ArtsAutosBooksBusinessEducationEntertainmentFamilyFashionFoodGamesGenderHealthHolidaysHomeHubPagesPersonal FinancePetsPoliticsReligionSportsTechnologyTravel

The process of liquidating a company

Updated on February 1, 2016

In recent years there has been a massive resurgence of people starting out a business on their own in an attempt to better themselves. Whilst this is a noble aim and goal, for a lot of people it came directly from the impact of the international banking crisis.

Unfortunately the very same banking crisis that caused so many to set out on their own has also led to many companies failing to keep their business afloat. Please note that liquidation applies to limited companies whereas administration applies to larger companies, such as national stores, football teams etc.

What is company liquidation?

In effect, company liquidation is a way in which assets of a company are dissolved. This is not a decision that should be taken lightly since in effect, it means that the company is no longer allowed to carry on trading.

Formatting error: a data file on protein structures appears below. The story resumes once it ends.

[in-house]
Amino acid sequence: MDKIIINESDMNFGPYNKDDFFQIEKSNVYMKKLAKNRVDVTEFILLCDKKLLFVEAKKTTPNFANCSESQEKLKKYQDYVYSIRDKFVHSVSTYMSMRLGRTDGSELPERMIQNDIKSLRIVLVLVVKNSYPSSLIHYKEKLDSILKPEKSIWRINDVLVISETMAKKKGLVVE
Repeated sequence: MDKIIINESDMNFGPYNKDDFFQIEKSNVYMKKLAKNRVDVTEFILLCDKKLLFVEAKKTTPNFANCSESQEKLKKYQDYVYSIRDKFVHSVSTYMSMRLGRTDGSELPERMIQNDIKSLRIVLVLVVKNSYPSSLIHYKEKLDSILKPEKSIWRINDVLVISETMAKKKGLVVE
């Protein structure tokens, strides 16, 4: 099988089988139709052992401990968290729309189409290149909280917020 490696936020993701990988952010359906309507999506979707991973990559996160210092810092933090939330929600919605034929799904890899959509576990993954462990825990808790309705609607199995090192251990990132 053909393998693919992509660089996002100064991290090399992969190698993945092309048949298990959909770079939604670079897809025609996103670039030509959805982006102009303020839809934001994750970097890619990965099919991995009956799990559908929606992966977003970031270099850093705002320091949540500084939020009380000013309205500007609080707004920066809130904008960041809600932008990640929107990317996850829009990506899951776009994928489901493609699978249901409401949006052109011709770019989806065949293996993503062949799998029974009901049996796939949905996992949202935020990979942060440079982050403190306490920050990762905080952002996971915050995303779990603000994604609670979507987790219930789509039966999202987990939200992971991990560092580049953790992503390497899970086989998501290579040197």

This process involves various steps with the first being that (as mentioned above) that the company ceases all trading. This is done legally by contacting Companies House and informing them in written notice that the company is entering the first stages of liquidation.

After this, the more in depth work begins. This entails settling the final business proceedings the company currently has and can take up to a year for all of this to be finalised. The liquidator at this stage will effectively run the business for you for these previous commitments to ensure that the tasks are carried out correctly during this trying time.